Slow cookers are making a comeback, so we've been busy in the Good Food Test Kitchen trying them out. Here are our product picks, plus we've given lots of practical cookery tips on how to use them.
Slow cooker recipes are phenomenally popular on bbcgoodfood.com. We don't know whether it's the time-saving element, economical credentials or the fact that they require minimal labour that makes you love them quite so much, but we're with you all the way - slow cookers are a winner all round. They vary wildly in price, and you can pick up a slow cooker for as little as a tenner (or as much as a few hundred pounds), but different models meet different criteria. So what should you look for in a slow cooker, and which model is best for you? We spent the day in our Test Kitchen to find out...
What we looked for:
Heat distribution: Even with lower priced models, small and medium-sized slow cookers tend to have the most reliable heat distribution. Once you start dealing with larger pots, it can get a bit patchy.
Transparent lids: For monitoring purposes, it's useful for a slow cooker to have a transparent glass or thick plastic lid.
Size: If you're cooking for a family, be aware of the fact the size of bowl doesn't necessarily denote the amount of food you'll get at the end - especially as you can't fill slow cookers right to the rim. A 5-litre model will probably produce around 4-litres of food.
Hob-safe: If you're going to be making recipes with meat, look out for a inner ceramic pot that can be used on the hob for browning purposes.
How we tested: We tested 12 slow cookers using sausages, beans and canned tomatoes, leaving each machine to cook for six hours.
Our best buys
Lakeland 1.5 litre slow cooker
This 1.5-litre model is great if you'd like all the benefits of a slow cooker but don't have a big family to feed. It produces about 800ml of soup and it has three heat settings. It cooks evenly and has a handy see-through lid.
£19.99, from Lakeland
Best space saver
Morphy Richards sear and stew compact
This cleverly shaped pot packs into a compact space. It’s big enough for three portions and super simple to use. The handles don’t get hot so you can lift the pot directly onto your table, and the sear function meant our sausages got off to a good start.
£49.99, from Morphy Richards
A solid all-rounder
Russell Hobbs 3.5l slow cooker
This is a no-frills model, but it works very well – and it’s one of the cheapest we tested. It’s a convenient size to feed three people with extras for the freezer on top. It has three simple settings, low, high and ‘keep warm’. The inner pot is sturdy but fairly heavy.
£24.99, from Russell Hobbs
High end model
Crock-Pot 5.6l slow and multi cooker
Crock-Pot purportedly made the original slow cooker, and their comtemporary models are certainly natty pieces of kit. This bumper machine has settings for baking and steaming, as well as sautéing and the standard stewing function. The machine includes a wire rack that helps steam – or can be used to support cake tins if you’re baking. It’s large, but the square shape seems neater than oval equivalents.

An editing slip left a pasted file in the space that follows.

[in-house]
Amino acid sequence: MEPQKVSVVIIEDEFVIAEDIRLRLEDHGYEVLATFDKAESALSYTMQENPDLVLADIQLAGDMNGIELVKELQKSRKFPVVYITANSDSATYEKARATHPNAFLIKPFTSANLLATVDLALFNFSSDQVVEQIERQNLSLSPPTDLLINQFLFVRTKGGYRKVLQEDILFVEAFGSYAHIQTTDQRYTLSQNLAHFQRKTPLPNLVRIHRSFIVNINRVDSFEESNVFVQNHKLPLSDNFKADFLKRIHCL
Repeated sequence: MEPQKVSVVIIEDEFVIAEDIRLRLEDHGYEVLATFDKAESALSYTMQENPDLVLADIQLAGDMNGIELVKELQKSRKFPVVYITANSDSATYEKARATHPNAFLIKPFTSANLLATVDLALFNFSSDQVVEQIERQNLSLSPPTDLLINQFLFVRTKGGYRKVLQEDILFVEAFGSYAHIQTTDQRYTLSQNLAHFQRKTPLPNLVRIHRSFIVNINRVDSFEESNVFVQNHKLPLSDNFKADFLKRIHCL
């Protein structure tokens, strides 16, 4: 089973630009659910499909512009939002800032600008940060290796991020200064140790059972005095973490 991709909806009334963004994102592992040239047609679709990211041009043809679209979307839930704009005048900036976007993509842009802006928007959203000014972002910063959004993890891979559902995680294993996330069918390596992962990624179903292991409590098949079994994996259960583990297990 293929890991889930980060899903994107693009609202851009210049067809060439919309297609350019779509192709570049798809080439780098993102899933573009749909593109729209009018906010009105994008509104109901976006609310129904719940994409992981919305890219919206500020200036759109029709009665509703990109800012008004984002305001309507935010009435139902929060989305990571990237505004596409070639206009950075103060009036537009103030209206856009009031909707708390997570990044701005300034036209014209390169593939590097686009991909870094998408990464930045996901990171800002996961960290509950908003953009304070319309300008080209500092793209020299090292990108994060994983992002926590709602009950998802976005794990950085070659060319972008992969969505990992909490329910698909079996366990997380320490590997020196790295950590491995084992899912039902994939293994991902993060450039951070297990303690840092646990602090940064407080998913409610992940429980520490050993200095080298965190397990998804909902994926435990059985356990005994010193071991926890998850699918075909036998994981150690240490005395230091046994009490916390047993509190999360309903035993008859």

£119.99, from Crock-Pot
How to get the best results when cooking
- No liquid escapes from a slow cooker, so when adapting a recipe not specifically written for a slow cooker, reduce any added liquid by one third to compensate.
- Don't remove the lid too often to avoid heat loss.
- The inner pot needs to be at room temperature before you start cooking. If you have kept a slow cooker dish in the fridge, you must wait for it to warm up before turning on.
- Slow cookers vary considerably so follow your manufacturer's manual for guidelines on temperatures and cooking times.
- Rice and pasta dishes work best cooked on High for the shortest time possible. Always use easy-cook rice, rinsed well first - the more starch you rinse from the rice, the better the finished result.
Slow cooker storecupboard essentials
- If you're cooking rice in your slow cooker, buy the easy cook varieties and rinse until the water runs clear, otherwise you'll be left with a sticky mess.
- Gravy browning will add colour to stews, as food cooked in a slow cooker is usually pale. Marmite will do the same job. Season at the same time.
- Use arrowroot or cornflour to thicken sauces, by removing a spoonful of sauce from the pot, and whisking in 1-2 tbsp before returning to the pot.
- A dash of cream or crème fraîche at the last minute will enrich sauces and soups.
Test kitchen top tip
"Take time to brown your meat really well. Slow cookers tend to ‘leach’ meat of its colour, so it’s important for both the appearance and flavour that the mince, chunks or joints are well browned to start with. As liquid in the food doesn’t reduce, flavours don’t become more concentrated with this cooking style, so you need to pack in as much flavour as you can."
Try one of our slow cooker recipes...
This review was last updated in April 2016. If you have any questions, suggestions for future reviews or spot anything that has changed in price or availability, please get in touch at email@example.com.
Do you swear by your slow cooker? We'd love to hear your recipe ideas. Plus, if you're a fan of kitchen kit, we have a guide to pressure cookers too...